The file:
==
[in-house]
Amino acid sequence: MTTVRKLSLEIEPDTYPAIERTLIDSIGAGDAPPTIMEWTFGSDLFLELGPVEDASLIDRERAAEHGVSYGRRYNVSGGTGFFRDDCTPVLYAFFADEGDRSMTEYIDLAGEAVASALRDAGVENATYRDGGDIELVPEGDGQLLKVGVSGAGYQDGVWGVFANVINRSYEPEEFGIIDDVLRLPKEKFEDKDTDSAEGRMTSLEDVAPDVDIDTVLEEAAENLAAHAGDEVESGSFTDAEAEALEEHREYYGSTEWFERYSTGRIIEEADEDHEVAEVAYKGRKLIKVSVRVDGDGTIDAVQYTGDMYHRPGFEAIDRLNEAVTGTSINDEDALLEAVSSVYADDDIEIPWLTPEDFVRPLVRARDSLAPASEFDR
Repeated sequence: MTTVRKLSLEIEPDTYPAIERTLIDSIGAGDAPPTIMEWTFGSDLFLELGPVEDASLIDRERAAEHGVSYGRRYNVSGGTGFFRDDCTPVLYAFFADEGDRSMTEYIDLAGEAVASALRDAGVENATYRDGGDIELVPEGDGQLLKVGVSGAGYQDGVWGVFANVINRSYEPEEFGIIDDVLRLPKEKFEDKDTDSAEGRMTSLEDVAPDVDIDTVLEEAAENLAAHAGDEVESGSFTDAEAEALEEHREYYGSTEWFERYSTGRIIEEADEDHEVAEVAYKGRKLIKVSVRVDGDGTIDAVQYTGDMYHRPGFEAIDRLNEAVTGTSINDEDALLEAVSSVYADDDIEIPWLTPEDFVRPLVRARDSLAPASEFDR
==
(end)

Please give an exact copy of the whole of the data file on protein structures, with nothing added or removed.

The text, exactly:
[in-house]
Amino acid sequence: MTTVRKLSLEIEPDTYPAIERTLIDSIGAGDAPPTIMEWTFGSDLFLELGPVEDASLIDRERAAEHGVSYGRRYNVSGGTGFFRDDCTPVLYAFFADEGDRSMTEYIDLAGEAVASALRDAGVENATYRDGGDIELVPEGDGQLLKVGVSGAGYQDGVWGVFANVINRSYEPEEFGIIDDVLRLPKEKFEDKDTDSAEGRMTSLEDVAPDVDIDTVLEEAAENLAAHAGDEVESGSFTDAEAEALEEHREYYGSTEWFERYSTGRIIEEADEDHEVAEVAYKGRKLIKVSVRVDGDGTIDAVQYTGDMYHRPGFEAIDRLNEAVTGTSINDEDALLEAVSSVYADDDIEIPWLTPEDFVRPLVRARDSLAPASEFDR
Repeated sequence: MTTVRKLSLEIEPDTYPAIERTLIDSIGAGDAPPTIMEWTFGSDLFLELGPVEDASLIDRERAAEHGVSYGRRYNVSGGTGFFRDDCTPVLYAFFADEGDRSMTEYIDLAGEAVASALRDAGVENATYRDGGDIELVPEGDGQLLKVGVSGAGYQDGVWGVFANVINRSYEPEEFGIIDDVLRLPKEKFEDKDTDSAEGRMTSLEDVAPDVDIDTVLEEAAENLAAHAGDEVESGSFTDAEAEALEEHREYYGSTEWFERYSTGRIIEEADEDHEVAEVAYKGRKLIKVSVRVDGDGTIDAVQYTGDMYHRPGFEAIDRLNEAVTGTSINDEDALLEAVSSVYADDDIEIPWLTPEDFVRPLVRARDSLAPASEFDR